Walk around River North long enough and it begins to feel just like one big Irish bar. But one place has stood out from all the others for a unique reason.
Writers, and especially journalists, who like to drink isn’t the most original plot device. But journalists that bought their own bar to conduct undercover investigations? Well that’s a bit more interesting.
And it’s exactly what Chicago Sun-Times reporters did in the 1970s. The Columbia Journalism Review recently explored the history of the Mirage Tavern (today called Brehon Pub, 731 N Wells) and what it’s meant for investigative journalism.
Here’s the long and short of it:
“In 1977, the Chicago Sun-Times bought a tavern in downtown Chicago and set up one of the most elaborate undercover stings in American journalism history. The bartenders were reporters and investigators. The repairman was a photographer. There was a hole in the ceiling for cameras, and bar stools were positioned just so, to catch city inspectors accepting bribes in exchange for ignoring health and safety violations at a sleazy tavern in Chicago’s Near North Side neighborhood.”
The work led to multiple convictions and changed in policy and city codes.
Last week, 40 years after the first of a 25-part series detailing the corruption was printed, some of those journalists returned to the place where it all began.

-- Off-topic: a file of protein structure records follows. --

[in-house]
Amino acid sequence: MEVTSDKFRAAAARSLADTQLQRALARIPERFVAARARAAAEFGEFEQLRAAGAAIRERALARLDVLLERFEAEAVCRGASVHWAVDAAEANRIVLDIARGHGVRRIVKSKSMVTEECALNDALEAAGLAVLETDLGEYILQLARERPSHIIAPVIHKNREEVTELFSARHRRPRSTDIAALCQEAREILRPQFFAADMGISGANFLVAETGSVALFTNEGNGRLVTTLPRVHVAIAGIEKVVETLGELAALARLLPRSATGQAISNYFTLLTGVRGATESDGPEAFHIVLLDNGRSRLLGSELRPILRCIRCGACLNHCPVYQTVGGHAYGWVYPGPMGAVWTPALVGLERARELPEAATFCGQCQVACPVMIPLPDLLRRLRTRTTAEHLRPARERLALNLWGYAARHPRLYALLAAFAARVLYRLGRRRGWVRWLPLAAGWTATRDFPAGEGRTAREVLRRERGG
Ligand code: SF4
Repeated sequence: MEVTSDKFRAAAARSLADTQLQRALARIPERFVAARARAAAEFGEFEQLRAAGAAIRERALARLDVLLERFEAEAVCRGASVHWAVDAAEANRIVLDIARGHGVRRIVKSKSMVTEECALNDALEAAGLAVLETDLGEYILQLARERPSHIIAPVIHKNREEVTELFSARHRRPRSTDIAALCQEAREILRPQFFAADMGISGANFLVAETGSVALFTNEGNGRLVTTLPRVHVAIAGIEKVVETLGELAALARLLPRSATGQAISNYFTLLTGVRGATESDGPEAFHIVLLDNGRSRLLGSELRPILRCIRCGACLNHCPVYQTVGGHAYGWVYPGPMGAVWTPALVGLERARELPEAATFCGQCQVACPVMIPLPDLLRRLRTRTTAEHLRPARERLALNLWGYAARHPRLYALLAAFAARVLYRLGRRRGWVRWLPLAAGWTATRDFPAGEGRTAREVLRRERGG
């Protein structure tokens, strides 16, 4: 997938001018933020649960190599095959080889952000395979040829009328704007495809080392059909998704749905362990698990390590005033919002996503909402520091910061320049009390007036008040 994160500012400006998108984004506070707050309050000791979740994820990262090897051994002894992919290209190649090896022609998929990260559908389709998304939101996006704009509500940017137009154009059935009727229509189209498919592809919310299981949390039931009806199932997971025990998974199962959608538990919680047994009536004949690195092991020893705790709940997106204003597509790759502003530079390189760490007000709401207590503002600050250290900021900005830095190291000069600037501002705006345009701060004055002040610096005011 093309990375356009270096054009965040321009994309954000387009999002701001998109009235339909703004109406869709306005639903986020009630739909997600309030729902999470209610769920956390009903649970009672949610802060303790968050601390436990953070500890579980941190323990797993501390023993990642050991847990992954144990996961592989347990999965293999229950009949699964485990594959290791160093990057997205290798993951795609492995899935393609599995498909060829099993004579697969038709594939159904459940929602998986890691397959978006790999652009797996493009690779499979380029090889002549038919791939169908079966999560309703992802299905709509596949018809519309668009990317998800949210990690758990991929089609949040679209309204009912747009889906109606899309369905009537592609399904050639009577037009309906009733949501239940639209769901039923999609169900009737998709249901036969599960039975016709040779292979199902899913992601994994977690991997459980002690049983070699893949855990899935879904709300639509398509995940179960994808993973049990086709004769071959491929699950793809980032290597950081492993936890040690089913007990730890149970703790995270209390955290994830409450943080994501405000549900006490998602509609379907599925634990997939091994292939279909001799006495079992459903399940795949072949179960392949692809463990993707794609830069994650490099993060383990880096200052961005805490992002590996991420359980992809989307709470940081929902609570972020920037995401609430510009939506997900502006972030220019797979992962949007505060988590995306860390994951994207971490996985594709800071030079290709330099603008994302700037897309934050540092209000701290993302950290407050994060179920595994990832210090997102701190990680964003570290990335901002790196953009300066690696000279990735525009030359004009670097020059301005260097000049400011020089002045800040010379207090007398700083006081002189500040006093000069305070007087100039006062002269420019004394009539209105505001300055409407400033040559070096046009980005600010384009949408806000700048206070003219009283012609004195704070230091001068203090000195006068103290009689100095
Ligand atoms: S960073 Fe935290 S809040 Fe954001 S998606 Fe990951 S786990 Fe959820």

“Even in an era where newspapers did a lot of undercover journalism, heavy-lifting, reporters being able to take months to do work on one story, this one stood out because of its creativity,” said Sun-Times editor-in-chief Chris Fusco. “The enormous success of this series sparked a real debate within journalism about: Is undercover reporting ethical?”
CJR points out that while undercover reporting still happens, it is on a much smaller scale, due in part to the ethical concerns as raised by Fusco, not to mention the financial burdens of taking on larger projects.
And not everyone was thrilled with the way the Sun-Times reporters conducted their investigating, with coastal editors deriding the “Chicago-style” tactics of the team.
Reporter Pam Zekman stands by her and her co-workers strategy. She asked the room last week, full of reporters past and present, if this type of work should be done.
She was answered with resounding cheers and applause. That’s Chicago-style.